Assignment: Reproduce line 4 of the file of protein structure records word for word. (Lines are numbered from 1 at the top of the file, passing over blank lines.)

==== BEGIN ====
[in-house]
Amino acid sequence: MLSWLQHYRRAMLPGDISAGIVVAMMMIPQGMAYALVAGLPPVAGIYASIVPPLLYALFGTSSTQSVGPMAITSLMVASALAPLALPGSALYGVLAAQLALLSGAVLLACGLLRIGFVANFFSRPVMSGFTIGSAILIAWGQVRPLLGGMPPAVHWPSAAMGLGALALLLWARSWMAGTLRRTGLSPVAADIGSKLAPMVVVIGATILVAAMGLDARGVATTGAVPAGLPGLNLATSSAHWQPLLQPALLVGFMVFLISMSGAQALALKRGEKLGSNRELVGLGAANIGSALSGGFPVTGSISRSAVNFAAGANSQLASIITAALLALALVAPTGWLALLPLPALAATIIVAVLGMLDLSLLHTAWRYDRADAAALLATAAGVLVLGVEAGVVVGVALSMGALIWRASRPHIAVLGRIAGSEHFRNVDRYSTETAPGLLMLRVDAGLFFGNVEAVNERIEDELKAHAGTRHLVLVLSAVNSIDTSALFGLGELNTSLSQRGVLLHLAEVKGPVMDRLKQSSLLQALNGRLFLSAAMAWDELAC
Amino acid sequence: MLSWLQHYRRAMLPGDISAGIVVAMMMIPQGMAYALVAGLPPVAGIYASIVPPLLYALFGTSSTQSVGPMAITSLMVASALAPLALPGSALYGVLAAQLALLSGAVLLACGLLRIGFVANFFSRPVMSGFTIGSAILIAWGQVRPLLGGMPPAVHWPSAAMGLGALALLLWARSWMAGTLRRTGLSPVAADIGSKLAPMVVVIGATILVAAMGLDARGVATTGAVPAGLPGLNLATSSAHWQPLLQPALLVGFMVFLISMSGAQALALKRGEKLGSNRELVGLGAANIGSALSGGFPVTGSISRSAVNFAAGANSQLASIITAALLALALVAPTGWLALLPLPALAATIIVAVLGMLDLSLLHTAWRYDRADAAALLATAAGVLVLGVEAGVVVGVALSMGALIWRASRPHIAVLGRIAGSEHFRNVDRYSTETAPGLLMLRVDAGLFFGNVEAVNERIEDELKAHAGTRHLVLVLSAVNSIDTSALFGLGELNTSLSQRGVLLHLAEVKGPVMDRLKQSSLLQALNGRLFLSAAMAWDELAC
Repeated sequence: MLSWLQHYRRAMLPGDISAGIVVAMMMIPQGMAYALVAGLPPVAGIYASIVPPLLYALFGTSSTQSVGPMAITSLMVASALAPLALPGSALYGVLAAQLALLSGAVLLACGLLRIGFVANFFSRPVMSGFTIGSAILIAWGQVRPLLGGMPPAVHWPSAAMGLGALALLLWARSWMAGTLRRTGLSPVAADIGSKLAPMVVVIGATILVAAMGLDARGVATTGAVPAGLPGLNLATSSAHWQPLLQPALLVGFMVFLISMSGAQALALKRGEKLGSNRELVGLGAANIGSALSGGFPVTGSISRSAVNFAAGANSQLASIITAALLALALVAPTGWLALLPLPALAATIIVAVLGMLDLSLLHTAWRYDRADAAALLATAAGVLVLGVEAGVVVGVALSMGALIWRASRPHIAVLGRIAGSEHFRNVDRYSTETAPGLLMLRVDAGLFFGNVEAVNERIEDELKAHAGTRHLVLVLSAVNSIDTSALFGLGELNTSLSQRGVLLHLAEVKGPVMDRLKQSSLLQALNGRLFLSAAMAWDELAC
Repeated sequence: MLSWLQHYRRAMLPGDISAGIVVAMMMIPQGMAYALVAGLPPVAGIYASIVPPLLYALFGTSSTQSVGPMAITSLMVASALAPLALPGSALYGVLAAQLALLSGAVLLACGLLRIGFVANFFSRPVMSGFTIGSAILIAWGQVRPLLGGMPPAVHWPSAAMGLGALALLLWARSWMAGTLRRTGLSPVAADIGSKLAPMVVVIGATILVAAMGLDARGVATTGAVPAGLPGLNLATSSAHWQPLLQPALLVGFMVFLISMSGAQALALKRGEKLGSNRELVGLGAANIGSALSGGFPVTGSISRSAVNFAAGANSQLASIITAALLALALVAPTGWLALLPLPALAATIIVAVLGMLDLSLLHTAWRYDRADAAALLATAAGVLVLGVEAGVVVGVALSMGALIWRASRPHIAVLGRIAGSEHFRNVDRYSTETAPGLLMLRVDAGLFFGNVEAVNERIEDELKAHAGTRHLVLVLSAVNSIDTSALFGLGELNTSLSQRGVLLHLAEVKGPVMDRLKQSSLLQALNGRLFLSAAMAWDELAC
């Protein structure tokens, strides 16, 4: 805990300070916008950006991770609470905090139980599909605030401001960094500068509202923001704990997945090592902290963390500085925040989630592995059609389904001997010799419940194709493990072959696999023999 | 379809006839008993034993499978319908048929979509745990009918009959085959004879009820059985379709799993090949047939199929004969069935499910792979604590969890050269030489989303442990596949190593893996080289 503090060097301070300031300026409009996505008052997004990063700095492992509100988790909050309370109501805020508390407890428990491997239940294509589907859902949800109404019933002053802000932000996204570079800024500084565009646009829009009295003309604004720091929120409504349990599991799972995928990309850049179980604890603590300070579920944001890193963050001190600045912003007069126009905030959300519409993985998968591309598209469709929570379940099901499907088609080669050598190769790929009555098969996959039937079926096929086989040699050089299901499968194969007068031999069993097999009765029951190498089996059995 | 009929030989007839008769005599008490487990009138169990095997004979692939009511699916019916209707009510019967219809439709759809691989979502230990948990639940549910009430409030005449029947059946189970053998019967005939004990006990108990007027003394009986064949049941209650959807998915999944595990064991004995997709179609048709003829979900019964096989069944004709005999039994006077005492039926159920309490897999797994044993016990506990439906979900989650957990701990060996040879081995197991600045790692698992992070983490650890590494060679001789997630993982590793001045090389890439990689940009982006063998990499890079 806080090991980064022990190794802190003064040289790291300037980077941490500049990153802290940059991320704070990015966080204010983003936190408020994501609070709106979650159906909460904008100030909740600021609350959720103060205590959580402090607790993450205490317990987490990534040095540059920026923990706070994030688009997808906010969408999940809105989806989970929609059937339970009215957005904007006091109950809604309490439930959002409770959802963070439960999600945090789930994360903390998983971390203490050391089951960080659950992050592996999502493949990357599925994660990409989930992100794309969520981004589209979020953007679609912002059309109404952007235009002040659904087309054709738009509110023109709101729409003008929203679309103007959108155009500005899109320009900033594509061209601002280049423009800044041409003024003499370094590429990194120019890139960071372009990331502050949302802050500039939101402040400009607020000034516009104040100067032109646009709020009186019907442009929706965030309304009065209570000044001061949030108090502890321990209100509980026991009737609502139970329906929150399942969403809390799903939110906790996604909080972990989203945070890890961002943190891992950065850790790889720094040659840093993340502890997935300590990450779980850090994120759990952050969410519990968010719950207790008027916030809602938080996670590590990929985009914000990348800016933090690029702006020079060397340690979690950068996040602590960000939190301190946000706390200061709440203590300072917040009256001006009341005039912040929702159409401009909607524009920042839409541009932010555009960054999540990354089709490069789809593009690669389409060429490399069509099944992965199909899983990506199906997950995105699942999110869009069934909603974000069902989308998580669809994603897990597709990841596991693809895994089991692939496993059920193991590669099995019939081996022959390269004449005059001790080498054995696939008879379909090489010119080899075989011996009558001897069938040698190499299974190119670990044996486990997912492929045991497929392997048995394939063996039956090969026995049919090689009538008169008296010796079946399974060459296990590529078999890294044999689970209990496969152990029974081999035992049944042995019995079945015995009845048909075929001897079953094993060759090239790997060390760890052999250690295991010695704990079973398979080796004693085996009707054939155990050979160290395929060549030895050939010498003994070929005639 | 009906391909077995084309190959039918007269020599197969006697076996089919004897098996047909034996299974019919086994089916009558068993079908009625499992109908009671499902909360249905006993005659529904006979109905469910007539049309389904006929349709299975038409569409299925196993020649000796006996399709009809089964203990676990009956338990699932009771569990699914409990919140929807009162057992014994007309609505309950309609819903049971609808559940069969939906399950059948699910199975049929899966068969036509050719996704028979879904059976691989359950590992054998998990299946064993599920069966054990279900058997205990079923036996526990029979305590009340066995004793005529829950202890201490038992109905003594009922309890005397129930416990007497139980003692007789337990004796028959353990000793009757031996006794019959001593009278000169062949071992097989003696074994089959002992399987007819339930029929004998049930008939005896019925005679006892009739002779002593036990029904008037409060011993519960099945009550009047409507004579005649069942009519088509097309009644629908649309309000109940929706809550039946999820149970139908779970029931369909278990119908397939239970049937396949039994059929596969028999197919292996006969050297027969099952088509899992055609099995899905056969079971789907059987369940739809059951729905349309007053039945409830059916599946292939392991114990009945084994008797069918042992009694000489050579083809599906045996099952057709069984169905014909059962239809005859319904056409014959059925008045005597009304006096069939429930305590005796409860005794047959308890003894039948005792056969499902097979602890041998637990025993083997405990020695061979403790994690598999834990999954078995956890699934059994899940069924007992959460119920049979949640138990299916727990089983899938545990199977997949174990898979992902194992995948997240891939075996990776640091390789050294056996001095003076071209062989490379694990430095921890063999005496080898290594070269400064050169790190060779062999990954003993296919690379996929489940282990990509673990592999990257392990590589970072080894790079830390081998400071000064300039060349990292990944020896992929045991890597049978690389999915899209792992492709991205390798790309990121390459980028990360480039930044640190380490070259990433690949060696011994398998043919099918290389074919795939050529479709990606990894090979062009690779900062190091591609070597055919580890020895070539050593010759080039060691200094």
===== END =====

Repeated sequence: MLSWLQHYRRAMLPGDISAGIVVAMMMIPQGMAYALVAGLPPVAGIYASIVPPLLYALFGTSSTQSVGPMAITSLMVASALAPLALPGSALYGVLAAQLALLSGAVLLACGLLRIGFVANFFSRPVMSGFTIGSAILIAWGQVRPLLGGMPPAVHWPSAAMGLGALALLLWARSWMAGTLRRTGLSPVAADIGSKLAPMVVVIGATILVAAMGLDARGVATTGAVPAGLPGLNLATSSAHWQPLLQPALLVGFMVFLISMSGAQALALKRGEKLGSNRELVGLGAANIGSALSGGFPVTGSISRSAVNFAAGANSQLASIITAALLALALVAPTGWLALLPLPALAATIIVAVLGMLDLSLLHTAWRYDRADAAALLATAAGVLVLGVEAGVVVGVALSMGALIWRASRPHIAVLGRIAGSEHFRNVDRYSTETAPGLLMLRVDAGLFFGNVEAVNERIEDELKAHAGTRHLVLVLSAVNSIDTSALFGLGELNTSLSQRGVLLHLAEVKGPVMDRLKQSSLLQALNGRLFLSAAMAWDELAC